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Entering Data in Tables in a Supertype/Subtype Relationship* If you came to this presentation via a web browser, right-click and choose “Full Screen”

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Presentation on theme: "Entering Data in Tables in a Supertype/Subtype Relationship* If you came to this presentation via a web browser, right-click and choose “Full Screen”"— Presentation transcript:

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2 Entering Data in Tables in a Supertype/Subtype Relationship* If you came to this presentation via a web browser, right-click and choose “Full Screen” before proceeding. Click mouse or press space bar to continue. This presentation was prepared by Professor Steve Ross, with the advice of other MIS Faculty, for use in MIS Classes at Western Washington University. Please contact Dr. Ross for permission to use in other settings..Dr. Ross

3 The Challenge Create a form for the entry of building data in the supertype and subtype tables –Most database programs implement a supertype/subtype structure as a series of 1:1 relationships

4 Step 1 – Source Data To enter data into tables that are in a supertype/ subtype relationship, we must create a form for the “supertype” table and subforms for the “subtype” tables Create a view for each table the form affects –vueFrmBuilding, vueSfrManuBuilding, and vueSfrRetailBuilding contain all fields of their respective tables

5 Step 1a – Source Data Determine field and control characteristics for vueFrmBuilding – the “supertype” view FieldEditableControl formatConstraints BuildingIDNoRead only text AddressYesText box CityYesText box StateYesText box ZipYesText box DescriptionYesText box StatusYesText box ManagerIDYesCombo boxFK to tblWorker BuildingTypeYesCombo boxvalues “Manufacturing” and “Retail”

6 Step 1b – Source Data Determine field and control characteristics for vueSfrManuBuilding – a “subtype” view *In Microsoft Access, when a record is added in the subform, the value of the parent form linking field (vueFrmBuilding.BuildingID) is automatically entered into the child form linking field (vueSfrManuBuilding.BuildingID); therefore an editable or visible control is not needed FieldEditableControl formatConstraints BuildingIDNoNot visible*FK to tblBuilding OfficeAreaYesText box ManuAreaYesText box StorageAreaYesText box RailDockYesCheck boxBoolean field TruckDockYesCheck boxBoolean field

7 Step 1c – Source Data Determine field and control characteristics for vueSfrRetailBuilding – a “subtype” view *In Microsoft Access, when a record is added in the subform, the value of the parent form linking field (vueFrmBuilding.BuildingID) is automatically entered into the child form linking field (vueSfrRetailBuilding.BuildingID); therefore an editable or visible control is not needed FieldEditableControl formatConstraints BuildingIDNoNot visible*FK to tblBuilding TotalAreaYesText box RetailAreaYesText box CommonAreaYesText box FoodCourtYesCheck boxBoolean field ParkingAreaYesText box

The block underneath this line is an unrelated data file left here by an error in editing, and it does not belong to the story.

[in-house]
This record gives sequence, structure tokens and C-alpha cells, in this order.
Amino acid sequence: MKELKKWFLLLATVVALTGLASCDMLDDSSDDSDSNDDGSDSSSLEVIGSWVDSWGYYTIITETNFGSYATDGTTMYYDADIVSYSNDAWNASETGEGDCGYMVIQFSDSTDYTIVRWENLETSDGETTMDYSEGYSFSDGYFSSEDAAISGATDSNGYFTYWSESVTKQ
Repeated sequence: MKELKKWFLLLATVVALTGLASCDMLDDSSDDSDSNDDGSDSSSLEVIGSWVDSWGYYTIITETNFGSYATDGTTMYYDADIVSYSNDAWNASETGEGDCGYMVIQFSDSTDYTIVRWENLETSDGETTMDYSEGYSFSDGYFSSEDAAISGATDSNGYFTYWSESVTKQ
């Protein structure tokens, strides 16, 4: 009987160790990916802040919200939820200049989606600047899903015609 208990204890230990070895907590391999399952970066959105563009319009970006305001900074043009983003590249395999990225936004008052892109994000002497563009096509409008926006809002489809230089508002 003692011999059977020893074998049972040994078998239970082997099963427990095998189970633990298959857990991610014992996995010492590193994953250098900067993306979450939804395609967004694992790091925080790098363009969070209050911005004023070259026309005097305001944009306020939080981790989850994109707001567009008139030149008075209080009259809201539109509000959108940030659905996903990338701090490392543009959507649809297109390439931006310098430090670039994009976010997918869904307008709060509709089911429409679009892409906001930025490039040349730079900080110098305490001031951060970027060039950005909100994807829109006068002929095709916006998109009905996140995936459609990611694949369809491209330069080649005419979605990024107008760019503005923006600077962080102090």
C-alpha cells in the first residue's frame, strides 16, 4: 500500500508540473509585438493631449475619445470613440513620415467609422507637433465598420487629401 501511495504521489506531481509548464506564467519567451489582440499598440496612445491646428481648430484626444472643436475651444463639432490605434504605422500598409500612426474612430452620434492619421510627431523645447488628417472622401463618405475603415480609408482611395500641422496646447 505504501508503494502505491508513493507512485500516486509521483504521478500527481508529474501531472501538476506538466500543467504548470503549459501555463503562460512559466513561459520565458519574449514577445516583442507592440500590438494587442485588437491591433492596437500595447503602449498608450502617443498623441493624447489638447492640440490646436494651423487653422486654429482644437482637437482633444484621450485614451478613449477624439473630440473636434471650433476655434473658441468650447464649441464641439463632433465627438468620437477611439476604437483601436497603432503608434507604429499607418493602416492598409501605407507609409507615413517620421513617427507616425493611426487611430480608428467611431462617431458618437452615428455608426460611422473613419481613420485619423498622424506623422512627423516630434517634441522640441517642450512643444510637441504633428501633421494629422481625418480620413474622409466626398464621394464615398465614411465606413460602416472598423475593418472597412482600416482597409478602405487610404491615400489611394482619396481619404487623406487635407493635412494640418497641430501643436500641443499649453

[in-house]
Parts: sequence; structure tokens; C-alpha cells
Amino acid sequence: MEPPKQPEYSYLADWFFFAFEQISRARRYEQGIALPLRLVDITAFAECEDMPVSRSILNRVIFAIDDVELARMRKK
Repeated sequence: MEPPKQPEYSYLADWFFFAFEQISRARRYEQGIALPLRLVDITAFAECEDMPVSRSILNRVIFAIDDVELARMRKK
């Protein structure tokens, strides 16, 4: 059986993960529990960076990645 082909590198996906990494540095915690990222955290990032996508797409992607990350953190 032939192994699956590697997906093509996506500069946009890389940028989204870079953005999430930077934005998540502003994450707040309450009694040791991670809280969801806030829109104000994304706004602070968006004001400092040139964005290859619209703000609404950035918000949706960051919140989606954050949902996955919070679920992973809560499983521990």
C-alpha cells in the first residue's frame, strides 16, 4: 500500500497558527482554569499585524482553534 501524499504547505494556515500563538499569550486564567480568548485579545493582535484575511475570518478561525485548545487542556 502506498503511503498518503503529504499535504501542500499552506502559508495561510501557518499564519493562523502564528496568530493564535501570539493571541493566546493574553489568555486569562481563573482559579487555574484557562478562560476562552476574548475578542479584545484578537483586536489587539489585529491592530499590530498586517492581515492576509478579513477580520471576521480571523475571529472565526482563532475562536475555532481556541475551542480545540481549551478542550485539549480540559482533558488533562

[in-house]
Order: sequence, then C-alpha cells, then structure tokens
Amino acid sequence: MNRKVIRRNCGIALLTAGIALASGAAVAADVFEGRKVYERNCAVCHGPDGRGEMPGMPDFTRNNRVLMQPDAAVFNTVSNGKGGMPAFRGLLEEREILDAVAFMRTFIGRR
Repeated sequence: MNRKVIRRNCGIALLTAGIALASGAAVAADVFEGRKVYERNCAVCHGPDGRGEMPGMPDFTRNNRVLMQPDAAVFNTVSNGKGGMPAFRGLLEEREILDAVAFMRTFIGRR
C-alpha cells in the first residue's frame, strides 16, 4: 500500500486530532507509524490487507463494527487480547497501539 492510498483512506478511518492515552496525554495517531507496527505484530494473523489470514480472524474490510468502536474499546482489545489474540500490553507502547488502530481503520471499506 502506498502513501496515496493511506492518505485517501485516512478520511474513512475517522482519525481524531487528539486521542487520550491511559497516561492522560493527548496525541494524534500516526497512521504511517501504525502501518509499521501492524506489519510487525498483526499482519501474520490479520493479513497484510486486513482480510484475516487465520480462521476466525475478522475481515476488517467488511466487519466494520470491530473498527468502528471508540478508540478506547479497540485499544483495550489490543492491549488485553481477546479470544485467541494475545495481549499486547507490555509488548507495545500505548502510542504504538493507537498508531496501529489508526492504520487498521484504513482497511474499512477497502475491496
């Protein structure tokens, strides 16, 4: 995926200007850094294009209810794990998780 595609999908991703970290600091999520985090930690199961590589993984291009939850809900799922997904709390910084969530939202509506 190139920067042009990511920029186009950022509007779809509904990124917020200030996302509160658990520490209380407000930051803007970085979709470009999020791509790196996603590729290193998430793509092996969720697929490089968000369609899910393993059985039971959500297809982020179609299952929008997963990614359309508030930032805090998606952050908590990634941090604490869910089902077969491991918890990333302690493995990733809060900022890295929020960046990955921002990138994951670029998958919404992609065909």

8 Designing for Usability: Subtypes in Subforms The primary key of the supertype table is both a primary key and foreign key in the subtype table –A foreign key that relates the subform table to the parent form table is entered automatically by Access when data are entered in the subform –If there is a possibility that users will not enter data in the subform, then steps must be taken to ensure a record is created – see Step 6

9 Designing for Usability: Subtypes in Subforms (cont’d) The subtype discriminator (either a single field or set of Boolean attributes) can be used to control which subform(s) are visible or enabled. –If disjoint, then only the relevant subform should be visible –If overlapping, then all relevant subforms might be visible, depending on the values of the Boolean fields The remainder of this example illustrates the technique for a “disjoint” situation

10 Step 2 – Layout Create a draft view of the form – in this case I chose to modify an existing form Subtype table field This will be a combo box, bound to the BuildingType field, that allows the user to choose one type Subtype table field This area contains data entry controls for the selected subtype entity; visible only when the matching subtype is chosen

11 Step 3a – Create Version 1 of the Main Form Use the “supertype” view created in Step 1 (vueFrmBuilding) as the record source

12 Step 3b – Add First Subform Use a “subtype” view as the record source

13 Step 3c – Add Other Subforms Add subforms for the other views. At this point, I usually stagger their positions for ease of editing.

14 Convert the “subtype discriminator” controls to combo boxes or check boxes as appropriate –In this example, a combo box is required –Control name changed on “Other” tab –The Row Source property contains the allowable values –An alternative would be to link to a table or view of building types Step 4a – Fine Tuning, Main Form Important settings

15 Open subform in design view Convert any “foreign key” controls to combo boxes Change the default view to Single Form –Disable settings that pertain to multiple records (because there’s only one instance of a subtype related to an instance of the supertype) Step 4b – Fine Tuning, Subforms Important settings